Mastery achievement of mildly handicapped students on Florida's statewide student assessment test, part II

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Mastery achievement of mildly handicapped students on Florida's statewide student assessment test, part II
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Thesis:
Thesis (Ph. D.)--University of Florida, 1986.
Bibliography:
Includes bibliographical references (leaves 152-158).
Statement of Responsibility:
by W. Bee Crews.
General Note:
Typescript.
General Note:
Vita.

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University of Florida
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MASTERY


ACHIEVEMENT OF MILDLY HANDICAPPED
ON FLORIDA'S STATEWIDE STUDENT
ASSESSMENT TEST. PART II


STUDENTS


BEE CREWS


A DISSERTATION PRESENTED TO THE GRADUATE SCHOOL
OF THE UNIVERSITY OF FLORIDA IN PARTIAL
FULFILLMENT OF THE REQUIREMENTS FOR THE DEGREE 0
DOCTOR OF PHILOSOPHY


UNIVERSITY


OF FLORIDA


1986




















ACKNOWLEDGEMENTS


The task


of acknowledging


the many people


who encouraged


supported me


during


past


three


years


is difficult


at best,


to the large


number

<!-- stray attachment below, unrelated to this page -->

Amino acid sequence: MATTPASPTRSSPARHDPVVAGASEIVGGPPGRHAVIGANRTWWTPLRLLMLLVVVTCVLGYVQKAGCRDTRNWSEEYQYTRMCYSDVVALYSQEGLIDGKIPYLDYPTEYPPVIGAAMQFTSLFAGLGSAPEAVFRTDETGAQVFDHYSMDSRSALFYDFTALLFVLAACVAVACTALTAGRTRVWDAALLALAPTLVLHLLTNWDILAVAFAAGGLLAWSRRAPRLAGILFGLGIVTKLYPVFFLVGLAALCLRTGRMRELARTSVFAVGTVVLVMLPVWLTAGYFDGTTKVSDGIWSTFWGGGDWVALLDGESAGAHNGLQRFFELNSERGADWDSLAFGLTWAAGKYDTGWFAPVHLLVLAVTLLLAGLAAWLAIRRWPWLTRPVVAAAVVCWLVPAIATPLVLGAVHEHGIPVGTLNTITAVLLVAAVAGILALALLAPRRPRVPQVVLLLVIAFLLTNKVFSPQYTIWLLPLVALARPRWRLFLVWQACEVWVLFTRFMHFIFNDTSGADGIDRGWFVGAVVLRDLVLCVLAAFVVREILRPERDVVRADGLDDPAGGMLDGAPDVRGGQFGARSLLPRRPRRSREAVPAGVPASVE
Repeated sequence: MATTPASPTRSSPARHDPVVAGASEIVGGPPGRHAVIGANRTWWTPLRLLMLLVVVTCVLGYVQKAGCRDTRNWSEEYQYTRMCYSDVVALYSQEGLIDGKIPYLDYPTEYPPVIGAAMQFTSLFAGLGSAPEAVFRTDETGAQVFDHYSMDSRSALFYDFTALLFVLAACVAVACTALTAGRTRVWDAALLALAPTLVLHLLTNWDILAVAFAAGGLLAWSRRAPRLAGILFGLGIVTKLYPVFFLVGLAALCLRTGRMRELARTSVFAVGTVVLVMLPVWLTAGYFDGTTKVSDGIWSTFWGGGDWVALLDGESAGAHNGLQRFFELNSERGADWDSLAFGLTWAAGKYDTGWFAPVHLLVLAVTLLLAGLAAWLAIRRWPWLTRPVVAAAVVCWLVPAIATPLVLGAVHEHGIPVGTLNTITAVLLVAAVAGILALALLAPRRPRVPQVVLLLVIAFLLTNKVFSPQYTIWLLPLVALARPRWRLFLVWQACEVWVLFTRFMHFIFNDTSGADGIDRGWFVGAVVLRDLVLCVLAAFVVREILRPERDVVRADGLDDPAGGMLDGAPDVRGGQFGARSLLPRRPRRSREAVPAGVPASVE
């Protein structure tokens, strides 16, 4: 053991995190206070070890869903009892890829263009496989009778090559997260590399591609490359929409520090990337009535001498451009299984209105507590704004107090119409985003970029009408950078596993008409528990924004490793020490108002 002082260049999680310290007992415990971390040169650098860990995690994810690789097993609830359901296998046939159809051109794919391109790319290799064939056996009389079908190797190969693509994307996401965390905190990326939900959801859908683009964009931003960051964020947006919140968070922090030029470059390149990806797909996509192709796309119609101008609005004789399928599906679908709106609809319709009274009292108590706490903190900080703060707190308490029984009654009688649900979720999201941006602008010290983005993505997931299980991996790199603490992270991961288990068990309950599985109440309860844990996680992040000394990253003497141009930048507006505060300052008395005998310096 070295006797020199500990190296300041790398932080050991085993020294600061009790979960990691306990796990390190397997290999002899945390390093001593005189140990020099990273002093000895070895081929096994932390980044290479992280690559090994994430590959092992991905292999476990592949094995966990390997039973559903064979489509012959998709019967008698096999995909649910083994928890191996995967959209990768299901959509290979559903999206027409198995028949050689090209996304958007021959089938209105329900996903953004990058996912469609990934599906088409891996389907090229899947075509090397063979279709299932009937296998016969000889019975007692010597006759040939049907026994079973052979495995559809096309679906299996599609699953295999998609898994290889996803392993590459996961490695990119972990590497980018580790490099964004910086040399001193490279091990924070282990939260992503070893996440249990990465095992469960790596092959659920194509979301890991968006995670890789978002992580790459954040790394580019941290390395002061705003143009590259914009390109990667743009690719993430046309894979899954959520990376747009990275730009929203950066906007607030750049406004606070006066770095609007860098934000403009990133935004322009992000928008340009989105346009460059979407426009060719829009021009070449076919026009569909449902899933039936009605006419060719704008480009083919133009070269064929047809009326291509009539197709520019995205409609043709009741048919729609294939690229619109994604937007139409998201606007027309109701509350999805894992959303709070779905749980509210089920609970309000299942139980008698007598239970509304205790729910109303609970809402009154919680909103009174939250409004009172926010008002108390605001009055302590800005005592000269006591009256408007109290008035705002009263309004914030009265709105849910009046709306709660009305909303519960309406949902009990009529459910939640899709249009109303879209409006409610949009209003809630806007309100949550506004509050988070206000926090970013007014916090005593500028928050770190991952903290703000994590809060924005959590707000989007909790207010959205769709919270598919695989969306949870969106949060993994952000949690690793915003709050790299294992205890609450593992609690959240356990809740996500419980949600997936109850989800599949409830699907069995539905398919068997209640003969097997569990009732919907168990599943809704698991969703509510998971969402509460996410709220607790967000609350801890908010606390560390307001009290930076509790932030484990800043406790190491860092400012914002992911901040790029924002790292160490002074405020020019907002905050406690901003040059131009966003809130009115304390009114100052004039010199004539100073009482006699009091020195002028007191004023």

of friends,


relatives,


acquaintances


gave me


their


limitless


gestures


of goodwill.


shall


mention


a few


groups


and a few individually.


First,


must


state


affection


and appreciation


for my family.


My mothe

in time


not only


his humor,

whenever c


and father,


of need


a parent,


Clara


or doubt.


but a best


affection,


:racks


appeared


and Ralph


mother


friend.


support

in my re


Clark, have

has been and


Roger,


by making


solve.


me "get

extend a


never


continues


brother,


deserted me


to be


has shared


my act tog


special


ether"


thank


to each


of these


three


special


people.


Second,


would


like


to acknowl


edge


friends.


It is


a great


comfort


to realize


that


these


people


number too many


to mention.


affection


appreciation


to each


every


one of


friends.


Two particular


individuals


have


to be singled


out;


Lori


Korinek


Lee Clark.


Lori


and I


began


doctoral


studies


toge


their


and have


finally


both


completed


our programs.


Her friendship


is truly


most













significantly


success.


He must


also


be commended


for his ability


to turn


the appropriate


phrase


at the


appropriate


time.


Both


Lori


and Lee


are friends


for life.


Finally,


would


like


to recognize


those


professional


people


whose


support


made


the actual


progression


through


this


doctoral


program


possible:


Stuart


Schwartz


(chairman),


Bob Algozzine,


Bill


Jim Hensel,


Rex Schmid,


Larry 0


Shea


and Leila Cantara.


these


people


must


have


special


acknowledgement.


Dr. Schwartz


offered


professional


and personal


support


and leadership


throughout


this


program.